Don’t be afraid to reach out for help over domestic abuse
2015-10-15 14:56:54 -

One in five women in Ireland is affected by domestic abuse – but more than one third of them will never speak to anyone about it.


That’s the drive behind the new Women’s Aid awareness campaign ‘Don’t Be Afraid’, encouraging women living with domestic abuse to speak up and reach out for help via a national freephone helpline at 1800 341 900.


“We understand how difficult it is for women experiencing domestic abuse to talk about what is happening,” says Margaret Martin, director of the national agency supporting women and children affected by domestic violence.


“Many women are afraid that they will not be believed or that they will be blamed for the abuse. Others struggle to find the words to describe their situation. All too often, women feel alone and isolated, unaware that help is available or unable to make sense of what is being done to them.”


Martin adds: “It is our sincere hope that through our radio advertising we can speak directly to a woman who is living in fear, and who may be sitting at home, or listening in her car on the way to work or on the school run, and tell her that she is not alone.”


Among the campaign’s supporters is TV3 broadcaster Elaine Crowley. “I know women are famous for talking to each other about all that life throws at us but in the case of domestic abuse, many women feel unable to tell even their closest family or friends. Others do not even know how to start to describe the terrible abuse they are suffering,” she says.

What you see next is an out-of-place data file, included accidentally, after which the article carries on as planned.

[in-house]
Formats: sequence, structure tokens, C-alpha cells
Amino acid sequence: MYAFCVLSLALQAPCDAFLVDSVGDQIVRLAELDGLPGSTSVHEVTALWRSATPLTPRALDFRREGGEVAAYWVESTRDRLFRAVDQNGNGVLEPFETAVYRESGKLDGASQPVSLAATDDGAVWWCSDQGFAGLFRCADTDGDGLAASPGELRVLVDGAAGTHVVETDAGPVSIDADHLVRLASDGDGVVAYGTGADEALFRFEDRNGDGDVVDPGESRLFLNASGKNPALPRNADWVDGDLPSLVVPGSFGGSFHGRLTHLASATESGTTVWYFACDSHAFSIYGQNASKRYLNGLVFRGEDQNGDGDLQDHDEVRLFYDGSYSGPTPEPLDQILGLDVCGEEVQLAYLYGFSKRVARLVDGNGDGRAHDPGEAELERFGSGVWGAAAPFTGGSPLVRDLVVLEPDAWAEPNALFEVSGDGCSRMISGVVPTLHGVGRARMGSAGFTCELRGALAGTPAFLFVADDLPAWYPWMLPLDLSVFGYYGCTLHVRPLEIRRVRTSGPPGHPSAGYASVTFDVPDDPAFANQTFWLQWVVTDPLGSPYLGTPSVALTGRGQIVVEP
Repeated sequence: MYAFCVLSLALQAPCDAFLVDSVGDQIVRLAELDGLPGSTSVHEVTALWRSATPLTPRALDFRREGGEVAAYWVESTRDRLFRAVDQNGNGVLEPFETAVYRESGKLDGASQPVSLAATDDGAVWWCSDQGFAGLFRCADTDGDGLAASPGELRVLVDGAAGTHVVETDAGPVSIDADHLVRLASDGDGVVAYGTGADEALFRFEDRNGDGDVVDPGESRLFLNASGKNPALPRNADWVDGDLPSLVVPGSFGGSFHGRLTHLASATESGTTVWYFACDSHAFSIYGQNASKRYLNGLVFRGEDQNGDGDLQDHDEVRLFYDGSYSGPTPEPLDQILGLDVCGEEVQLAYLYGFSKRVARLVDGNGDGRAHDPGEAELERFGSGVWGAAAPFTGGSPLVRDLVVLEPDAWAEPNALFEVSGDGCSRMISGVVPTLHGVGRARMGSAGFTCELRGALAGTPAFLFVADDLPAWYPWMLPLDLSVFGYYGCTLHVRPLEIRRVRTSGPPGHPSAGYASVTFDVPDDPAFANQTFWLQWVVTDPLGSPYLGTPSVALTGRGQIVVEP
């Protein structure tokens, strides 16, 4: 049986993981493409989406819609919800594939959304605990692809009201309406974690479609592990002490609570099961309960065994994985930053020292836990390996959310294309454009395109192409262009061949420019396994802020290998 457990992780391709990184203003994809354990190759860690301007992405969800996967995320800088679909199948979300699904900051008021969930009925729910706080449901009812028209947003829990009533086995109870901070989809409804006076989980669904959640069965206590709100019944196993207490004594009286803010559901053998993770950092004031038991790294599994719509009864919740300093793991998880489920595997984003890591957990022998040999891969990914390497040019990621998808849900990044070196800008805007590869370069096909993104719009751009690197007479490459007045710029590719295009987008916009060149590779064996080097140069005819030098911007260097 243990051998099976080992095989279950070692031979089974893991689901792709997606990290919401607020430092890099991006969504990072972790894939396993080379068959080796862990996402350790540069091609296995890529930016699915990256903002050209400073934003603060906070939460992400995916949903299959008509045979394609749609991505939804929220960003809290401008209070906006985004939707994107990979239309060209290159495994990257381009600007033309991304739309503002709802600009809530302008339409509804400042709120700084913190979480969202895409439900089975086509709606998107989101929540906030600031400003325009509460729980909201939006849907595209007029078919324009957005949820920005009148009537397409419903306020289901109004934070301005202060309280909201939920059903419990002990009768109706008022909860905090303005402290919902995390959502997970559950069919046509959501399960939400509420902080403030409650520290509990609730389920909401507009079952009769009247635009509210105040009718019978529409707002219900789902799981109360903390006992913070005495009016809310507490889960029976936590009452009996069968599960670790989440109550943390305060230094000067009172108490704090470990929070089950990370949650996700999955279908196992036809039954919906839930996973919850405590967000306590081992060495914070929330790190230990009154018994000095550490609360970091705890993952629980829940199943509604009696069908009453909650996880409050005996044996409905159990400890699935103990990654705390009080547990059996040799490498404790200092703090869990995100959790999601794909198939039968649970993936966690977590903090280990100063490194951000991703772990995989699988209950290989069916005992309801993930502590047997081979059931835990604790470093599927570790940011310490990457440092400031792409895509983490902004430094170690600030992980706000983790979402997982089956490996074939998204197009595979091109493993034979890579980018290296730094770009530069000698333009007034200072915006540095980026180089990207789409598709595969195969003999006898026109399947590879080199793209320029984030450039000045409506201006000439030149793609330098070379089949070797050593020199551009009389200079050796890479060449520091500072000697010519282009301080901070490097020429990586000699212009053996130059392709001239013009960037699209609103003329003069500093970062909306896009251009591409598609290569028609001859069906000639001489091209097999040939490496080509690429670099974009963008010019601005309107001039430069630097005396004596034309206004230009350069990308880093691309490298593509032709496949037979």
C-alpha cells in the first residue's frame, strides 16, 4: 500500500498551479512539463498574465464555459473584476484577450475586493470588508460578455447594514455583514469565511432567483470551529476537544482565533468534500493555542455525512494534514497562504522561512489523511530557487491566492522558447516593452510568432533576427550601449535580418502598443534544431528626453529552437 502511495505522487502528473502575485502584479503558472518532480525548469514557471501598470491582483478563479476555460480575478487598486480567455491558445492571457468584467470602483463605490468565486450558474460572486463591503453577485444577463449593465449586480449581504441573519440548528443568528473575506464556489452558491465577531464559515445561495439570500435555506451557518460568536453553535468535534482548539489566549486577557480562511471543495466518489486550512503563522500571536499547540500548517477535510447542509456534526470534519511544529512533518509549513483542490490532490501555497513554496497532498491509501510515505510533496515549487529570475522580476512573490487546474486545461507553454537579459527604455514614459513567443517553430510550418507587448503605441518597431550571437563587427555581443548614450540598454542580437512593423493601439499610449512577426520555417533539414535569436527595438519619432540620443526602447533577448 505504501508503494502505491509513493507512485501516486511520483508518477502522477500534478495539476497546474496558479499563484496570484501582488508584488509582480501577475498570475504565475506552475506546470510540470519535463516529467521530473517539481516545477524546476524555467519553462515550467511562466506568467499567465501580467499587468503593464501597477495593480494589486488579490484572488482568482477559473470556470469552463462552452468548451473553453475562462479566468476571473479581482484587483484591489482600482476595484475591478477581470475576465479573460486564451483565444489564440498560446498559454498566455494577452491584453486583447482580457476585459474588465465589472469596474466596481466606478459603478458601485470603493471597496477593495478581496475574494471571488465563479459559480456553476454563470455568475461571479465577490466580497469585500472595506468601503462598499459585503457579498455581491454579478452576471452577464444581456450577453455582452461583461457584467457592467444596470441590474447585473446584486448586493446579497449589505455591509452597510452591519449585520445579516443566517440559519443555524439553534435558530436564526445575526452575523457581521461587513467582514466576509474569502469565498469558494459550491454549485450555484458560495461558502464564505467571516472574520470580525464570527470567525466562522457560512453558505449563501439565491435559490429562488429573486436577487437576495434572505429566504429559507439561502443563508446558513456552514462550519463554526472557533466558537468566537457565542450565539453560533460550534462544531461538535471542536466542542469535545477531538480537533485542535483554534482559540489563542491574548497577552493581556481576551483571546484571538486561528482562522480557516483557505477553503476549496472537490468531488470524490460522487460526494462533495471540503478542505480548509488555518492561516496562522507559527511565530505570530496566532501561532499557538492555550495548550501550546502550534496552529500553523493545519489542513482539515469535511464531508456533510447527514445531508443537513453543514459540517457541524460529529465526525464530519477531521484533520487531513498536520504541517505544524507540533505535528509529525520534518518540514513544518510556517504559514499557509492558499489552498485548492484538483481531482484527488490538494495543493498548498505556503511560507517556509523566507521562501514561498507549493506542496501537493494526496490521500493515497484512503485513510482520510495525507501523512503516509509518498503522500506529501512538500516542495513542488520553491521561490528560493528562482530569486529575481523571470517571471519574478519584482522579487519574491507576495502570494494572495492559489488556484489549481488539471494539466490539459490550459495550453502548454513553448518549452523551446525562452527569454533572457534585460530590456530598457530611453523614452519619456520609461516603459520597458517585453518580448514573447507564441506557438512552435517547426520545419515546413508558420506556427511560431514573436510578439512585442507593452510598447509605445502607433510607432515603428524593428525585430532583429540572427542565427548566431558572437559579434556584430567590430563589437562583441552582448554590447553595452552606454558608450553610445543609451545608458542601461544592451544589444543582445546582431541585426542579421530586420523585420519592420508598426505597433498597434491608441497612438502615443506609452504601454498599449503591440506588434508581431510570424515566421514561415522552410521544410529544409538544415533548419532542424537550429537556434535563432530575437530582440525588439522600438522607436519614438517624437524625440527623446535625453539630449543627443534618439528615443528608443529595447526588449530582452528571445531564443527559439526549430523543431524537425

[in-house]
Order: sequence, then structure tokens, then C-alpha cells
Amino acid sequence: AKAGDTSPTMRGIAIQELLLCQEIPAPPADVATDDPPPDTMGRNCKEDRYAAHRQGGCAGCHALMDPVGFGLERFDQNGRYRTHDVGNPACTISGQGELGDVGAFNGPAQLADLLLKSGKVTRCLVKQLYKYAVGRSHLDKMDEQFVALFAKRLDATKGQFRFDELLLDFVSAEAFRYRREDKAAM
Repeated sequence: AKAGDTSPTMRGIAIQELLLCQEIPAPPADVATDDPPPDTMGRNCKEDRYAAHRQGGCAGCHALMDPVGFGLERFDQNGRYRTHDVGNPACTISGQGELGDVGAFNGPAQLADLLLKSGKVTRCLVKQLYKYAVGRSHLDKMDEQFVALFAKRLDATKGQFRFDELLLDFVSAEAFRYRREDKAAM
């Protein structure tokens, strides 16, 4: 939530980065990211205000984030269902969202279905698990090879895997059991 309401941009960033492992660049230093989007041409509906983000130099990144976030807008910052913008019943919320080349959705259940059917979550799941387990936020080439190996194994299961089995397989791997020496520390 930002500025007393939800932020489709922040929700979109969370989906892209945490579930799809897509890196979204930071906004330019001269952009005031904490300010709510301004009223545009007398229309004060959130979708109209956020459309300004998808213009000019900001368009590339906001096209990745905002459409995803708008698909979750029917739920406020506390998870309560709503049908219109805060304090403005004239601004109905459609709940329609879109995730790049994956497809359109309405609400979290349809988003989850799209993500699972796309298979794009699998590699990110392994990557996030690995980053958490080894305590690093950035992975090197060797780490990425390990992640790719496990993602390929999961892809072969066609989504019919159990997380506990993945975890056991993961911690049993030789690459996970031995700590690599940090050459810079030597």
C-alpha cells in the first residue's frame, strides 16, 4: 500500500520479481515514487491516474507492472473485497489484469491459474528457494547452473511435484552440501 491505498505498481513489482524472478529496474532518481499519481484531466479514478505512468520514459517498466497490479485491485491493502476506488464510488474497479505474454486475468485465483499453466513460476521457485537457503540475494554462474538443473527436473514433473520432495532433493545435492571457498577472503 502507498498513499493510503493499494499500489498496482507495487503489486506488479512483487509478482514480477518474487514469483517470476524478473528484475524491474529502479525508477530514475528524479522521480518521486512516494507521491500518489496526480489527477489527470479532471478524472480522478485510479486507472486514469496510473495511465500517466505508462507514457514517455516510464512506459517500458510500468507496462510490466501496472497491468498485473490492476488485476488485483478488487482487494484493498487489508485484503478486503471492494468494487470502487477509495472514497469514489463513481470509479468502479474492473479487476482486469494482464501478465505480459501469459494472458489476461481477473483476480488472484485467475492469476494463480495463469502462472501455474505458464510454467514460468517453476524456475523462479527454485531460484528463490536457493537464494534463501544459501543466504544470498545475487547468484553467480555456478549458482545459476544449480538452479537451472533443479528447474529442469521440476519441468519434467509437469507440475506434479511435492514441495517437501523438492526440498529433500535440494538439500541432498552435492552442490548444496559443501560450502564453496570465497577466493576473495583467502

“But I would like to say to any woman in this situation: don’t be afraid to call Women’s Aid, if you are afraid of someone close. They are there to listen to you and to support you. It is a first step to a safer life.


“I also encourage all of us to share the Women’s Aid number online using the hashtag 


#DontBeAfraid – you never know who might need it.”


Women’s Aid has announced its helpline will be available 24 hours a day, seven days a week from 1 January 2016.


“We know how important it is to be available for women whenever they need us,” says Martin. “That might be in the early hours of the morning before the kids wake up, or the middle of the night after an attack by her partner. Or it might be just the right time for her to want to speak to someone.”


For more on the campaign or to donate to Women’s Aid, visit

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